Isakson keeps opinions to himself during Kavanaugh hearing

Credit: Alex Wong

Credit: Alex Wong

Updated at 8:45 a.m. on 09/28/18

WASHINGTON -- Like countless people across the country, Georgia U.S. Sen. Johnny Isakson spent a good chunk of his Thursday in front of the television, transfixed by his colleagues’ questioning of Supreme Court nominee Brett Kavanaugh and his accuser Christine Blasey Ford.

“This is one of the things you’ll talk about to your grandchildren,” the three-term Republican said on Thursday evening. “This was one of probably the five most interesting days in the United States Senate.”

Isakson has kept his opinion of Kavanaugh to himself after multiple sexual assault allegations surfaced in recent weeks. Prior to the allegations, he had vowed to back the circuit court judge.

Isakson did not provide any hints about how he was leaning after a day of testimony before the Senate Judiciary Committee, although he said he planned to vote to begin debate on Kavanaugh’s nomination on the Senate floor.

“I made a decision not to talk to y’all about that until I vote,” he told reporters after huddling with GOP senators following the hearing.

Much of the country – and metro Atlanta – was absorbed in the Judiciary Committee's tension and tear-filled proceedings, which kicked off at 10 a.m. and stretched into the evening. The emotionally-raw testimony of Ford and Kavanaugh felt not unlike Clarence Thomas' historic confirmation battle 27 years prior.

Protesters backing both Ford and Kavanaugh crowded the lobbies and parks outside the Senate’s office buildings. In the hearing room and hallways surrounding the Senate chamber, lawmakers pointed fingers at the opposing party for the handling of Kavanaugh’s nomination.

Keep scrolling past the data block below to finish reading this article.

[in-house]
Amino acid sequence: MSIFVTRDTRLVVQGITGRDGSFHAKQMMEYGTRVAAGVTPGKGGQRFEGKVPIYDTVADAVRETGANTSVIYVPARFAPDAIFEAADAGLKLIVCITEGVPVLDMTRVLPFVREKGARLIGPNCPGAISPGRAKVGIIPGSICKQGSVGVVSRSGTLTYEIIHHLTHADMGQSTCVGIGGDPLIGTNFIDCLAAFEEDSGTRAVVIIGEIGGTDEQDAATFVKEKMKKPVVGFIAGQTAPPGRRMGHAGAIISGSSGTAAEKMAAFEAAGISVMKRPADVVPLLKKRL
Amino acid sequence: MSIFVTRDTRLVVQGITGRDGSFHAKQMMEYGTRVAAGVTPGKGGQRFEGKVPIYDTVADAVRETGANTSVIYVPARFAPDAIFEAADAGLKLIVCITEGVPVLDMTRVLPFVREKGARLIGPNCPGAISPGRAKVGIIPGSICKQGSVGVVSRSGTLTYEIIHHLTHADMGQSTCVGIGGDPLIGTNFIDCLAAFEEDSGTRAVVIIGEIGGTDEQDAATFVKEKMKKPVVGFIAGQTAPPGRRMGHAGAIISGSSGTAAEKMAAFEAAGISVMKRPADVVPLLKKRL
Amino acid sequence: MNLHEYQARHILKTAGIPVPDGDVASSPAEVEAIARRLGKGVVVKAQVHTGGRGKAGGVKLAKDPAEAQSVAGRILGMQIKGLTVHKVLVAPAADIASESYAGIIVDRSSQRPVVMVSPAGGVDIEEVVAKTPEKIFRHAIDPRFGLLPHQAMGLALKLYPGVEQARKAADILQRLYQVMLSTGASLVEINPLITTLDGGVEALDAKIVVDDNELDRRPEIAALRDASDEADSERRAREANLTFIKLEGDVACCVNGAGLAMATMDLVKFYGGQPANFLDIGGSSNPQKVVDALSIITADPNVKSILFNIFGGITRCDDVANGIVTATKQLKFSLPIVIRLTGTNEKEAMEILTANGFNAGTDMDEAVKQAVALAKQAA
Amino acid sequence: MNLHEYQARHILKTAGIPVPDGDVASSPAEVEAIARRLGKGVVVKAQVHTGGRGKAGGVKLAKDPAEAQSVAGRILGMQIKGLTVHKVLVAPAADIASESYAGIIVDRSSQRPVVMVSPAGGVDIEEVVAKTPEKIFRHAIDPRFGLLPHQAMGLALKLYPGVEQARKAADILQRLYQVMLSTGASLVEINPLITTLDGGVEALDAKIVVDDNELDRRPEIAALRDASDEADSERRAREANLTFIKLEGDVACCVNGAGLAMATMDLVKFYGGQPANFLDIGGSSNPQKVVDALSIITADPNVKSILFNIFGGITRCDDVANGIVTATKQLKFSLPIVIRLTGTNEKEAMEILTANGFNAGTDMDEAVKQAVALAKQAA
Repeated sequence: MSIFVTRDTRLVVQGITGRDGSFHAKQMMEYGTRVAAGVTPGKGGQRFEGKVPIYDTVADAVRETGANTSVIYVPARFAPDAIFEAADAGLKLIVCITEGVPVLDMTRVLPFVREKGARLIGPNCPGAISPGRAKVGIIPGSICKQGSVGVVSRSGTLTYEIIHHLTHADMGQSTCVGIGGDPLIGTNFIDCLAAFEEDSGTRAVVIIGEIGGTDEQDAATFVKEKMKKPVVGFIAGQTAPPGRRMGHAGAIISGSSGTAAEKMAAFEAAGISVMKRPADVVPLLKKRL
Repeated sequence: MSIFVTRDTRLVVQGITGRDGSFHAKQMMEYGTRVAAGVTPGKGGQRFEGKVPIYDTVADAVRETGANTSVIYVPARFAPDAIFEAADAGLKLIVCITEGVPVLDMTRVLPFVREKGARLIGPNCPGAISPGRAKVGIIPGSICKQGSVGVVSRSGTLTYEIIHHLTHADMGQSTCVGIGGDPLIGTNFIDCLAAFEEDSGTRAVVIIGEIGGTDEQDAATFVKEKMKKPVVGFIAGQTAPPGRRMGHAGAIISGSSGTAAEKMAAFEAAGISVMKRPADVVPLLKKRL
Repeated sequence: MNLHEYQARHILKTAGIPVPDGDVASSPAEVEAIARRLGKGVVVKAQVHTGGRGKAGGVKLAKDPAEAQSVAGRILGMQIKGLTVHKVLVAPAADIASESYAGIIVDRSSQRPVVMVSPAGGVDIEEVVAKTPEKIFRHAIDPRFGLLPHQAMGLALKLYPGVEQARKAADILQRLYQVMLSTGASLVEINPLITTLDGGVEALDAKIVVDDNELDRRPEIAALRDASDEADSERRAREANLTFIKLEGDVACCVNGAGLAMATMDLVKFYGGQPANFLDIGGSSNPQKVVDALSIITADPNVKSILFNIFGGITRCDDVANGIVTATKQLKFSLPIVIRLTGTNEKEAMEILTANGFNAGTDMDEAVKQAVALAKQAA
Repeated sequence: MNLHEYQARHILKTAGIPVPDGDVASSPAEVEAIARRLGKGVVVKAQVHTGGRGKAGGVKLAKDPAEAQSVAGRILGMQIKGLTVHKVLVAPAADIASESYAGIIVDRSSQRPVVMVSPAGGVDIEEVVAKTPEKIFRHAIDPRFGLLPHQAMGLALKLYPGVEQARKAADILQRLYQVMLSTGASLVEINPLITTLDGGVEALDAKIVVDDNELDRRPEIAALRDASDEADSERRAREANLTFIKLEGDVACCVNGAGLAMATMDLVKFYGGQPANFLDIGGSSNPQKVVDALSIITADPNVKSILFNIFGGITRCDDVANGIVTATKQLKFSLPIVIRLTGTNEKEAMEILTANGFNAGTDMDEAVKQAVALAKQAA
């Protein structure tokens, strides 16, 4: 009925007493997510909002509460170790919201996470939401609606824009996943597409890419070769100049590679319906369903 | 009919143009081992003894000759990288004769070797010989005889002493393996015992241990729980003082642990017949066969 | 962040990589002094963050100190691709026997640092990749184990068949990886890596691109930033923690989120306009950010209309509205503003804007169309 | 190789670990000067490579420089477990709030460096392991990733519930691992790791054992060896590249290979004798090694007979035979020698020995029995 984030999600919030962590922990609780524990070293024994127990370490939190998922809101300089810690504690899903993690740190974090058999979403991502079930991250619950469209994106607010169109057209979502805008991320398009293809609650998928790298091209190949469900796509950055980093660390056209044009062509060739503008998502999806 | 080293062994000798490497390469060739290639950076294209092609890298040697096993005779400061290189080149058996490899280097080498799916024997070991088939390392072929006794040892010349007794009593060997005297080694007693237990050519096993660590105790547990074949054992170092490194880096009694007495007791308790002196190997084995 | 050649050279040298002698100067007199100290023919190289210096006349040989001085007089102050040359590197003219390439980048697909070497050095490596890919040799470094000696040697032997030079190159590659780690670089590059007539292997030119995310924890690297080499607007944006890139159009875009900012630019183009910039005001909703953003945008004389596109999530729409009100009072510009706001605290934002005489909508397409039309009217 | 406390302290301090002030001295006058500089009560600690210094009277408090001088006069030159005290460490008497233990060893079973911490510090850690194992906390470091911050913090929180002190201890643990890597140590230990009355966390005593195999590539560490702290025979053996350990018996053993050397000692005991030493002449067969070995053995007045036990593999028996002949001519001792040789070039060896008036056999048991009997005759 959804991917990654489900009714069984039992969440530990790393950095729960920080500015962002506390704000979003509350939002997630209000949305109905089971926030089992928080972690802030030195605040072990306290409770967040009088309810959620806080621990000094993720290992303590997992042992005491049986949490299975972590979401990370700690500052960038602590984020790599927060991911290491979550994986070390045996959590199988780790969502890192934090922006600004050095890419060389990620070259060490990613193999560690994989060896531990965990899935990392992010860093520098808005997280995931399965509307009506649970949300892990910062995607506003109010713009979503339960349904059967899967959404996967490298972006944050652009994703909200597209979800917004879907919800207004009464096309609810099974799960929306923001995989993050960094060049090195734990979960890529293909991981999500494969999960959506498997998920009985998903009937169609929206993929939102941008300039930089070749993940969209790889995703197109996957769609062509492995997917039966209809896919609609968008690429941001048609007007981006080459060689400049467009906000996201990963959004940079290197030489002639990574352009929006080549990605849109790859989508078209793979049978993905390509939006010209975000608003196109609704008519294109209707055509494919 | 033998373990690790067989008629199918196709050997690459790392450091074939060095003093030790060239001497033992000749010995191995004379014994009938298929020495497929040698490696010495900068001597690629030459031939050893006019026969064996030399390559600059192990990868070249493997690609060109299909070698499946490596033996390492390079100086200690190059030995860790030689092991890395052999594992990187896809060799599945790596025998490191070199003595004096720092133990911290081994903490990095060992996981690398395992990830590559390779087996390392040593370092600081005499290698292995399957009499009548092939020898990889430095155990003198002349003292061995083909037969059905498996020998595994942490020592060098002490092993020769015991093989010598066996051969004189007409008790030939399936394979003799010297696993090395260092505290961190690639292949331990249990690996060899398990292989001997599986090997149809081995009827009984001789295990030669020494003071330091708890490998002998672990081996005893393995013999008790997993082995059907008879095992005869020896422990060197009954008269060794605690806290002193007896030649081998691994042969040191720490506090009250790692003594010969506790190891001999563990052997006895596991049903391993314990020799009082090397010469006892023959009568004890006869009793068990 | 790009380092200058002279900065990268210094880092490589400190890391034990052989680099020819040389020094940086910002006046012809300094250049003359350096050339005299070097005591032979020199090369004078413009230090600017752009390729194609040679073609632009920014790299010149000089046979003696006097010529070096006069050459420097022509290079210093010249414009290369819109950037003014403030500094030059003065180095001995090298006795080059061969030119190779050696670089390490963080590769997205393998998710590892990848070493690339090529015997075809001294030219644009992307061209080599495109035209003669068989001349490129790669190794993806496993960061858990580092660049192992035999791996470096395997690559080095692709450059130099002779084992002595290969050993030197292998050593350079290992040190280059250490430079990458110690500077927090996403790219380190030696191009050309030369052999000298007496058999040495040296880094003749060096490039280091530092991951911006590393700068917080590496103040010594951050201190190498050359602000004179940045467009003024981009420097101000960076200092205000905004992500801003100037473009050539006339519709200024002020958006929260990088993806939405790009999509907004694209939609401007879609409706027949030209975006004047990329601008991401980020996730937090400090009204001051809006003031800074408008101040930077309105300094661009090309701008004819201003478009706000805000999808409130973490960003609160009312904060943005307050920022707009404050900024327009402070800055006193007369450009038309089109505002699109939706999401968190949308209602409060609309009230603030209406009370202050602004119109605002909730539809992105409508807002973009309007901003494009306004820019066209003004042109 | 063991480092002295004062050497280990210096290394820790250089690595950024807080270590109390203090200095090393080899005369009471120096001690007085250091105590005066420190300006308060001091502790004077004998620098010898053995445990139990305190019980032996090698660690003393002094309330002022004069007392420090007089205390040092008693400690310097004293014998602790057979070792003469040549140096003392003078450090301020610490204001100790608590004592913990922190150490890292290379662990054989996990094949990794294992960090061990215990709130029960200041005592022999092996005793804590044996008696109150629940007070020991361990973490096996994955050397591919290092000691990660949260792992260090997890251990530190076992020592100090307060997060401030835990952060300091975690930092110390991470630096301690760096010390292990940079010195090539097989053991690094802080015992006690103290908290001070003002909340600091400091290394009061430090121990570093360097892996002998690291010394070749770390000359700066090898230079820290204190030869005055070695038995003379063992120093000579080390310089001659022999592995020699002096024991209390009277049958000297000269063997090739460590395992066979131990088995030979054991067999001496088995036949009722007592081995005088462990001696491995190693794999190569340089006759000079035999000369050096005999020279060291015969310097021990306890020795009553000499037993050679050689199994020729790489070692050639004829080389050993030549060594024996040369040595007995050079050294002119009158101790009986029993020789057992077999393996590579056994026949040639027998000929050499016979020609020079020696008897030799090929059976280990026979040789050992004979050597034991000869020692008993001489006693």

Isakson avoided the partisan bickering but did compliment the way Senate Judiciary Chairman Chuck Grassley handled the process. He said colleague Lindsey Graham, R-S.C., who forcefully defended Kavanaugh in the hearing room, was like “Matlock at his best.”

U.S. Sen. David Perdue has also not said definitively how he plans to vote. But the freshman Republican has defended Kavanaugh's credentials in recent days, even as he promised to hear out Ford. On Thursday he took a swipe at Democrats for the way they acted during the hearing.

“I think the Democratic side showed their true colors today,” he said. “I don’t know that they’re after the truth but I feel like today we got the evidence before the committee and that’s what we wanted to do.”

Isakson and Perdue are not considered swing votes should Kavanaugh’s nomination make it to the Senate floor. Both have backed every one of Trump’s nominees who have made it that far in the confirmation process.

They may be the only Georgians with the power to cast a vote on Kavanaugh, but that didn’t stop other prominent locals from weighing in Thursday on social media.

Gov. Nathan Deal weighed in late in the day, tweeting that the judge's "record is impeccable and his testimony speaks for itself."

“I wholeheartedly support him and encourage our nation’s senators to do the same and confirm him to the Supreme Court,” he said.

Conservative WSB radio host Erick Erickson said Ford had “no facts and no witnesses, just raw emotion.”

"Kavanaugh has raw emotion, facts, a detailed calendar to refute the charge, and the absence of all of Ford's witnesses," he tweeted.

U.S. Rep. Hank Johnson, D-Lithonia, thanked Ford for “giving a voice to survivors everywhere.”

The reaction from State Sen. Nikema Williams, D-Atlanta, was more pointed. She tweeted about Kavanaugh: "You sexually assaulted #DrFord. You are trash."

Cox Media Group’s Jamie Dupree contributed to this article. 

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